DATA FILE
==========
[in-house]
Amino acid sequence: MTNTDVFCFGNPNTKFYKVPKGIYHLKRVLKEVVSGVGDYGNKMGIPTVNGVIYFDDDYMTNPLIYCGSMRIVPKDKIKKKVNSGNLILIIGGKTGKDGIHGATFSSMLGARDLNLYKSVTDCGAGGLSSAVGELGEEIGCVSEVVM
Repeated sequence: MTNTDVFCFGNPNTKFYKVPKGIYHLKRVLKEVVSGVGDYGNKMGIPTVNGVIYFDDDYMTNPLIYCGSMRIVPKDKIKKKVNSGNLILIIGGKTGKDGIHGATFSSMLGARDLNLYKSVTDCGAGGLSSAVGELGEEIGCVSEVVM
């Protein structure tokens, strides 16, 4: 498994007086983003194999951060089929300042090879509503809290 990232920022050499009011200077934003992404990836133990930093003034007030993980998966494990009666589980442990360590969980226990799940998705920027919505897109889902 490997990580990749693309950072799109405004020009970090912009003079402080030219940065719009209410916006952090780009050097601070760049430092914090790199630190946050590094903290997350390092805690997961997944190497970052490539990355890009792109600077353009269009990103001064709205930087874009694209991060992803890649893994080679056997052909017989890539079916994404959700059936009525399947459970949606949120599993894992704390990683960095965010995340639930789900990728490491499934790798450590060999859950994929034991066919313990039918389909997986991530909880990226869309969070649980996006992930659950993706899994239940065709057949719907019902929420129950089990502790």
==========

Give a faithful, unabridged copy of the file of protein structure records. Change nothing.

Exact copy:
[in-house]
Amino acid sequence: MTNTDVFCFGNPNTKFYKVPKGIYHLKRVLKEVVSGVGDYGNKMGIPTVNGVIYFDDDYMTNPLIYCGSMRIVPKDKIKKKVNSGNLILIIGGKTGKDGIHGATFSSMLGARDLNLYKSVTDCGAGGLSSAVGELGEEIGCVSEVVM
Repeated sequence: MTNTDVFCFGNPNTKFYKVPKGIYHLKRVLKEVVSGVGDYGNKMGIPTVNGVIYFDDDYMTNPLIYCGSMRIVPKDKIKKKVNSGNLILIIGGKTGKDGIHGATFSSMLGARDLNLYKSVTDCGAGGLSSAVGELGEEIGCVSEVVM
């Protein structure tokens, strides 16, 4: 498994007086983003194999951060089929300042090879509503809290 990232920022050499009011200077934003992404990836133990930093003034007030993980998966494990009666589980442990360590969980226990799940998705920027919505897109889902 490997990580990749693309950072799109405004020009970090912009003079402080030219940065719009209410916006952090780009050097601070760049430092914090790199630190946050590094903290997350390092805690997961997944190497970052490539990355890009792109600077353009269009990103001064709205930087874009694209991060992803890649893994080679056997052909017989890539079916994404959700059936009525399947459970949606949120599993894992704390990683960095965010995340639930789900990728490491499934790798450590060999859950994929034991066919313990039918389909997986991530909880990226869309969070649980996006992930659950993706899994239940065709057949719907019902929420129950089990502790």